Concrete Curing Tanks and other open water storage units make an ideal concrete curing environment for limited numbers of specimens. The simple and low maintenance method meets specification requirements while offering a good alternative to moisture rooms, especially for temporary or field applications. Calcium hydroxide (hydrated lime) must be added to the water to prevent the leaching of minerals from the concrete samples. Additional tanks can be added or removed as needed and even interconnected for greater sample capacity and heating/cooling efficiency.

Using Curing Tanks

Photo Credit: aashtoresource.org

Pros:

  • Ideal for short-term and limited space applications
  • Simple equipment sets up quickly and is inexpensive
  • Available in a range of capacities and dimensions
  • Sufficient moisture levels are never in question
  • Minimal maintenance required (clean and refill tanks every 24 months)

Cons:

  • Tanks are not space-efficient for large numbers of samples
  • Handling specimens requires waterproof gloves
  • Occasional leakage or spillage can occur
  • Large water surface can tend to humidify rooms

Our Recommendations:

Steel Curing TankSteel Curing Tanks come in three models with capacities from 100gal (379L) to 300gal (1,136L). Features of the steel units include:
  • Pipe-reinforced top for extra-strong crush-proof rim
  • Sturdy rolled seam with enclosed sealant to prevent leaks
  • 22-gauge, zinc-coated galvanized steel with diagonal and horizontal corrugations for strength
  • Drain plug for simple maintenance
Plastic Curing TankPlastic Curing Tanks are available in three models with 40gal (151L) to 180gal (681L) capacities featuring:
  • Heavy seamless construction from recycled materials
  • Rust-proof and impact resistant
  • Leakproof
  • Flexible, with sloped sides to allow partial nesting in storage

Temperature Control and Tracking

Water temperature in curing tanks must be maintained at the same 23.0±2.0°C (73.4±3.5°F) level as moist rooms and recorded at the same 15-minute intervals. Seasonal fluctuations and stratification of the water can result in tank temperatures straying from the stated requirements. Fortunately, there are some simple solutions to ensure your curing and testing program stays on track.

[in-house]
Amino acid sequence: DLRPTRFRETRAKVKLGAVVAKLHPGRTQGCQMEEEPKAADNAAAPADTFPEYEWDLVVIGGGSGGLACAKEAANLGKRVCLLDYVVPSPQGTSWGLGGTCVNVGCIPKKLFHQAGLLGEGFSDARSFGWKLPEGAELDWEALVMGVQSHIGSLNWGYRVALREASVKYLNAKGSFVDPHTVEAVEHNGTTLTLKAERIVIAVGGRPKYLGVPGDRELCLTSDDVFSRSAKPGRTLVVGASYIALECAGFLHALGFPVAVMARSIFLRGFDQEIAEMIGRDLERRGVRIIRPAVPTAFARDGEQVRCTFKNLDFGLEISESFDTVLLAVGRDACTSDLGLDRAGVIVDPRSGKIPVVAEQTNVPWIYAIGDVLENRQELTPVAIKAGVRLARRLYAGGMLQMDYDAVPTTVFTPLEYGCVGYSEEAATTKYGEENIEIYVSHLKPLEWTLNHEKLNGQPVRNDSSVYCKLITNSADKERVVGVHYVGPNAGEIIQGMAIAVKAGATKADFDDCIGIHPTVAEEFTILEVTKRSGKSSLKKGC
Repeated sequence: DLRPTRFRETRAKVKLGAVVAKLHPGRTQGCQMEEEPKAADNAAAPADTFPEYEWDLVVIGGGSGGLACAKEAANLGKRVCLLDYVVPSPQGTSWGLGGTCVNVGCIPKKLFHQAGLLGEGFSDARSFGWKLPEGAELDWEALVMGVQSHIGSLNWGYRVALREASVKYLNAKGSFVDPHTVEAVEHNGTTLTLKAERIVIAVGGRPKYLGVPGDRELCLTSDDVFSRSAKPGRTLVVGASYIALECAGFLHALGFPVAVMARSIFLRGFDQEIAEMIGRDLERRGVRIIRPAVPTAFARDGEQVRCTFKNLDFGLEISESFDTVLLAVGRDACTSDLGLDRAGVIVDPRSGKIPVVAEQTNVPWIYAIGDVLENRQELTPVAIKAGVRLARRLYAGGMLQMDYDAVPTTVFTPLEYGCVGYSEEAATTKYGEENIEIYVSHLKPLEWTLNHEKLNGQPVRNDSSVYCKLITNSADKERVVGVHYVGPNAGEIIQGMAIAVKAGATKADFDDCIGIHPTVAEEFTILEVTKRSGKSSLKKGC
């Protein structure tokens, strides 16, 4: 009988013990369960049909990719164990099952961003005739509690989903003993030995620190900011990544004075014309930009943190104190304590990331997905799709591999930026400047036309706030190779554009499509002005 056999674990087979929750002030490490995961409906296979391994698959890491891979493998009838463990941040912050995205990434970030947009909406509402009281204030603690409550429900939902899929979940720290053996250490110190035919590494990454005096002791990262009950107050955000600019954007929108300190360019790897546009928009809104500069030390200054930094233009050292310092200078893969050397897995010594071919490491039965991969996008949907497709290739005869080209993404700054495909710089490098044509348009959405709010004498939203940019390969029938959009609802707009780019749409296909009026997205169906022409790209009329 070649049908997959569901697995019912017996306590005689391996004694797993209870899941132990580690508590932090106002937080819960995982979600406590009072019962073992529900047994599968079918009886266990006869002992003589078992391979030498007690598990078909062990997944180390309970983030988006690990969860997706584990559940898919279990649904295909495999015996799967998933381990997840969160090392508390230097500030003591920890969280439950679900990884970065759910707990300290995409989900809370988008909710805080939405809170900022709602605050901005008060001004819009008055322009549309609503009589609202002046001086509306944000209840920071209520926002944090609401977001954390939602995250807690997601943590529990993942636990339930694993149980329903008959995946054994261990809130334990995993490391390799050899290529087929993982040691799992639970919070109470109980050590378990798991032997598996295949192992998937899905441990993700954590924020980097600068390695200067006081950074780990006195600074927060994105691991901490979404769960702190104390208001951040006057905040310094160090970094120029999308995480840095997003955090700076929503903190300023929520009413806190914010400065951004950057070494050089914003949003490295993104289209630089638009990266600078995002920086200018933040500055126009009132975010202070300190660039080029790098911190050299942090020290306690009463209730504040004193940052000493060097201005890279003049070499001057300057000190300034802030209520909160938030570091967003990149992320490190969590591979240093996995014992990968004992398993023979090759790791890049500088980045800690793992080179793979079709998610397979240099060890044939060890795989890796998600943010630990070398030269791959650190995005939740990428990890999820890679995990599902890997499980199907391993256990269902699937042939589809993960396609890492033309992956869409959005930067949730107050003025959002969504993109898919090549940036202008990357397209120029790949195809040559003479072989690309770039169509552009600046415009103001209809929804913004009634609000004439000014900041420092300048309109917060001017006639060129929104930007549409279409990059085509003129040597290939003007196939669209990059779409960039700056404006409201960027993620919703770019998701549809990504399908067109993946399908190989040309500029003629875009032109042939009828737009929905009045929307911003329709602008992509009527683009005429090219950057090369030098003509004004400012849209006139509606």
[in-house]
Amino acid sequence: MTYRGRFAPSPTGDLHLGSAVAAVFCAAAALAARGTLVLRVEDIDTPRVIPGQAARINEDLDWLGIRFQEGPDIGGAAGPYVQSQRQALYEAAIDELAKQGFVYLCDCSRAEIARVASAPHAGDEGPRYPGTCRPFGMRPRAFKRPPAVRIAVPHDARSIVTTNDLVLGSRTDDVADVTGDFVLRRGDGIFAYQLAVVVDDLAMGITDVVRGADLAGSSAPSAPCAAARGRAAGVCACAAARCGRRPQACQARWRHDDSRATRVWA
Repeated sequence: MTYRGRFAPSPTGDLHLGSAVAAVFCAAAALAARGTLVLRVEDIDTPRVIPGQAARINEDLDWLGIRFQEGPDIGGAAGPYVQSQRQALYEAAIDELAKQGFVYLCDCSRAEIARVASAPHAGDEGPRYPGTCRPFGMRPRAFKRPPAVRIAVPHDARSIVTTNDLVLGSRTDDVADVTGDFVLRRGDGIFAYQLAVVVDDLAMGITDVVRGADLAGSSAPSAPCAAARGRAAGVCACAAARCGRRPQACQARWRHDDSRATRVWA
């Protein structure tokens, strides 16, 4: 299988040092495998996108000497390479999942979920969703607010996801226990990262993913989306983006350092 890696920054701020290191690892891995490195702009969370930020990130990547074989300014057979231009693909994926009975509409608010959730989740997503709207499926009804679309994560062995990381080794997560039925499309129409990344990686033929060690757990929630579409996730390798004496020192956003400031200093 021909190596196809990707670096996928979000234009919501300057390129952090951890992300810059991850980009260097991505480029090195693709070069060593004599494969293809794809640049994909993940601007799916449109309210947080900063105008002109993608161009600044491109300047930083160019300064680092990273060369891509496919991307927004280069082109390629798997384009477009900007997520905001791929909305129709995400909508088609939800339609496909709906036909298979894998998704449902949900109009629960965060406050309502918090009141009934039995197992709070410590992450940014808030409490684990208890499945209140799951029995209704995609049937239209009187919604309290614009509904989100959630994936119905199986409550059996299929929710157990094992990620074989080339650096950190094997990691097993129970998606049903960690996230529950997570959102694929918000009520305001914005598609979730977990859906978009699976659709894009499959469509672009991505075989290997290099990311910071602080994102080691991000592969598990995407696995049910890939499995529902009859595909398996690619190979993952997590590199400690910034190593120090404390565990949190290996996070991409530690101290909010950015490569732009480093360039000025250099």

• Curing Tank Heaters control water temperatures over a limited range in large tanks and are an economical and popular way to ensure specification compliance. These immersion heaters mount direct on tank walls and include a grounded power cord and built-in fuse.
  • Heater/Circulators are highly accurate and offer precision temperature control and constant fluid circulation in smaller tanks. Accuracy is up to ±0.09°F (0.05°C).
  • Curing Tank Circulators are simple and cost-effective submersible pumps that ensure even temperatures at all points in curing tanks. Operation in the waterproof nylon plastic housing is silent.
  • Temperature Recorders & Data Loggers are the same product range recommended for use in moist rooms and a convenient way to monitor concrete curing tank temperatures and log them for a permanent record. Models with remote thermocouple probes, submersible loggers, and units that record in ink on paper charts are all convenient solutions.
  • Concrete Reference Thermometers are required to check the accuracy of other temperature devices used in cement and concrete testing laboratories. These glass thermometers meet ASTM E77 and are supplied with a certificate of NIST traceability. Available in models with mercury or non-mercury indicating fluid.

Whatever methods and equipment you prefer, remember that proper curing is essential to optimum strength development in concrete strength specimens. Without it, any results from concrete strength tests are open to question. For expert help with your application, contact the testing experts at Gilson.

About the Author Ben Backus